The NTSB said it has booted the rail union from its investigation into the weekend's deadly train derailment for violating confidentiality rules.
The agency made the announcement late Tuesday night, hours after a union representative told CNN that the train engineer apparently "was nodding off and caught himself too late" before the accident.
The train derailment Sunday killed four people and injured 67 others in New York.
In its announcement, the NTSB specifically cited those comments as the violation.
Anthony Bottalico, the union representative, told CNN that engineer William Rockefeller Jr. recognizes his responsibility in the incident.
"I think most people are leaning towards human error," Bottalico said.
Rockefeller's lawyer, Jeffrey Chartier, characterized what happened as "highway hypnosis." He said his client had had a full night's sleep before the crash, and had no disciplinary record.
In a brief conversation with investigators, Rockefeller said that moments before the derailment of the Hudson Line train in the Bronx he was "going along and I'm in a daze. I don't know what happened," according to a law enforcement official familiar with that conversation.
Rockefeller spoke to Metropolitan Transportation Authority and New York Police detectives at the crash site before he was taken to the hospital Sunday.
According to NTSB representatives, results from alcohol breath tests for the train engineer were negative, and the brake and signal systems in the deadly Metro-North accident appeared to be working. Other toxicology results have not yet come back.
Fatigue is a factor being investigated, according to a separate New York law enforcement source. But Rockefeller also told investigators on site that the brakes had failed, as CNN reported previously. Officials noted the train had been able to stop nine times at stations ahead of the crash.
The train was equipped with a "dead man's pedal," designed to stop the train if the engineer becomes incapacitated, said National Transportation Safety Board member Earl Weener. But it was unclear whether that emergency system was activated.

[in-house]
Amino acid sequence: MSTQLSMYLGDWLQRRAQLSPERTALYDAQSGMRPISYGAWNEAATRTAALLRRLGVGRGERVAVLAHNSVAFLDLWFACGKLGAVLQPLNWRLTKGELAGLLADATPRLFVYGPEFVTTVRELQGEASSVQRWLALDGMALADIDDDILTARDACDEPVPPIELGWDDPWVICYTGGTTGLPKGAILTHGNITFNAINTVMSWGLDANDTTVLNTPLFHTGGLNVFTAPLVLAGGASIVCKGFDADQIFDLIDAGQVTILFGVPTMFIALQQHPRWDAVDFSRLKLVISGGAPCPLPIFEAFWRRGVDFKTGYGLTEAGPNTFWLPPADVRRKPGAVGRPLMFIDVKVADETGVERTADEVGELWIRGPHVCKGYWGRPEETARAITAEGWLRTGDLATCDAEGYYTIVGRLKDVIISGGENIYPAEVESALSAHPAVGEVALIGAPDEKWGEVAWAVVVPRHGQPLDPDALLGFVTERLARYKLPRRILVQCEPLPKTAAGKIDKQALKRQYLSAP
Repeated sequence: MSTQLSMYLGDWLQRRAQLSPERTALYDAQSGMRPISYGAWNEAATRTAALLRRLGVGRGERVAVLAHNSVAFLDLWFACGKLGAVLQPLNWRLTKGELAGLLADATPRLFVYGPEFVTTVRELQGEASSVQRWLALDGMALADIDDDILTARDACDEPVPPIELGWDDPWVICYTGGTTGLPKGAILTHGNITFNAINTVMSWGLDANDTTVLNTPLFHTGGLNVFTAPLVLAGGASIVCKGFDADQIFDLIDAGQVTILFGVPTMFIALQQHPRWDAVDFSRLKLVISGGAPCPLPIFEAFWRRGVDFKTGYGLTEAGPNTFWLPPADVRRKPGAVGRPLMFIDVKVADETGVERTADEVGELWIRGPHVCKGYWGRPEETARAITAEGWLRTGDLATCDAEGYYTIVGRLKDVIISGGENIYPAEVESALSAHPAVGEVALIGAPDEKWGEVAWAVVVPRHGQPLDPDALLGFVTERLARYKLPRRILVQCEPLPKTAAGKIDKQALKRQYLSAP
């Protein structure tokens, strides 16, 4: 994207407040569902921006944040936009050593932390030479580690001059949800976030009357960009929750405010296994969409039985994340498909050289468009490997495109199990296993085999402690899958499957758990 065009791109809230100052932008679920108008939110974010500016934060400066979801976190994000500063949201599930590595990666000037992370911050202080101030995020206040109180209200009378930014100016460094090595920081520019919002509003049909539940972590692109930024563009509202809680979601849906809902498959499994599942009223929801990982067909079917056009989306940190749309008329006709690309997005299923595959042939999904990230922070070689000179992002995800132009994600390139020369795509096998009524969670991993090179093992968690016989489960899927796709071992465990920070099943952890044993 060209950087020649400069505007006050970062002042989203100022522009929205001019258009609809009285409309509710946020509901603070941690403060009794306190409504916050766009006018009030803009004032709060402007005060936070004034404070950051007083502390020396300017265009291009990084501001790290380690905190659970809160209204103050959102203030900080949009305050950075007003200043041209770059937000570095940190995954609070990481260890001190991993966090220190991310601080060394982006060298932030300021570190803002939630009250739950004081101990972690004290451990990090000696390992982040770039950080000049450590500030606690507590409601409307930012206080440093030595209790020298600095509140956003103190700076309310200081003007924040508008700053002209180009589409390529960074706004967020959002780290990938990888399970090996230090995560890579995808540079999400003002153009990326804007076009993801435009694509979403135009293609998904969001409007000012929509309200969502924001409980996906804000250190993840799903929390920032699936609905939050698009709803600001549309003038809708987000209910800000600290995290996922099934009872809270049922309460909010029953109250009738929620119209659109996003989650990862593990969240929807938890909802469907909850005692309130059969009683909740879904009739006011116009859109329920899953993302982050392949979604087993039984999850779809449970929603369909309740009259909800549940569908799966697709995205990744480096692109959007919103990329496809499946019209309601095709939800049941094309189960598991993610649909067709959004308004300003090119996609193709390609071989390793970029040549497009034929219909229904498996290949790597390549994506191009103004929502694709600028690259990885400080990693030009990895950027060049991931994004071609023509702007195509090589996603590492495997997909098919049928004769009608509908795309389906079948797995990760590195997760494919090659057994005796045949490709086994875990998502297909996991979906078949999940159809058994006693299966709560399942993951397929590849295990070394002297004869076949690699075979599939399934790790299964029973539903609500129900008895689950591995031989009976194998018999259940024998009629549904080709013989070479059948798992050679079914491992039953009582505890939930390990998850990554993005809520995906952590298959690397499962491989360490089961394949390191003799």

The commuter train that jumped its tracks in the Bronx was barreling into a curve at nearly three times the posted speed when it derailed, killing four passengers, federal safety officials said Monday.
Preliminary data from the event recorders aboard the train clocked it at 82 mph as it approached the 30-mph curve, where the Hudson and Harlem rivers converge, National Transportation Safety Board member Earl Weener told reporters. The data show the engineer cut the throttle and slammed on the brakes, but those moves came "very late in the game," Weener said.
"This is raw data off the event recorders, so it tells us what happened. It doesn't tell us why it happened," Weener said.
Investigators questioned the engineer, William Rockefeller, and the rest of the train crew on Monday. Rockefeller told investigators he applied the brakes, but the train didn't slow down, according to a law enforcement official who was at the scene and is familiar with the investigation.
But while the cause of the derailment has not yet been determined, investigators have seen no indication of brake problems, Weener said.
All seven coaches and the locomotive came off the tracks in the Sunday morning crash on New York's Metro-North Hudson line. In addition to the four dead, at least 67 more were hurt. Three remained in critical condition Monday night, and 16 others were still hospitalized, hospitals told CNN.
The train's recorded speed is not only far faster than the rated speed for the curve where the derailment occurred, it's faster than the 70 mph posted for the section of track that led into the curve, Weener said. The force of the crash ripped apart the rails and a section of the track bed, leaving chunks of concrete strewn about the scene.
David Schanoes, a former deputy chief of field operations for the Metro-North line, said the data is "uncannily similar" to a July rail crash in Spain that left 79 dead.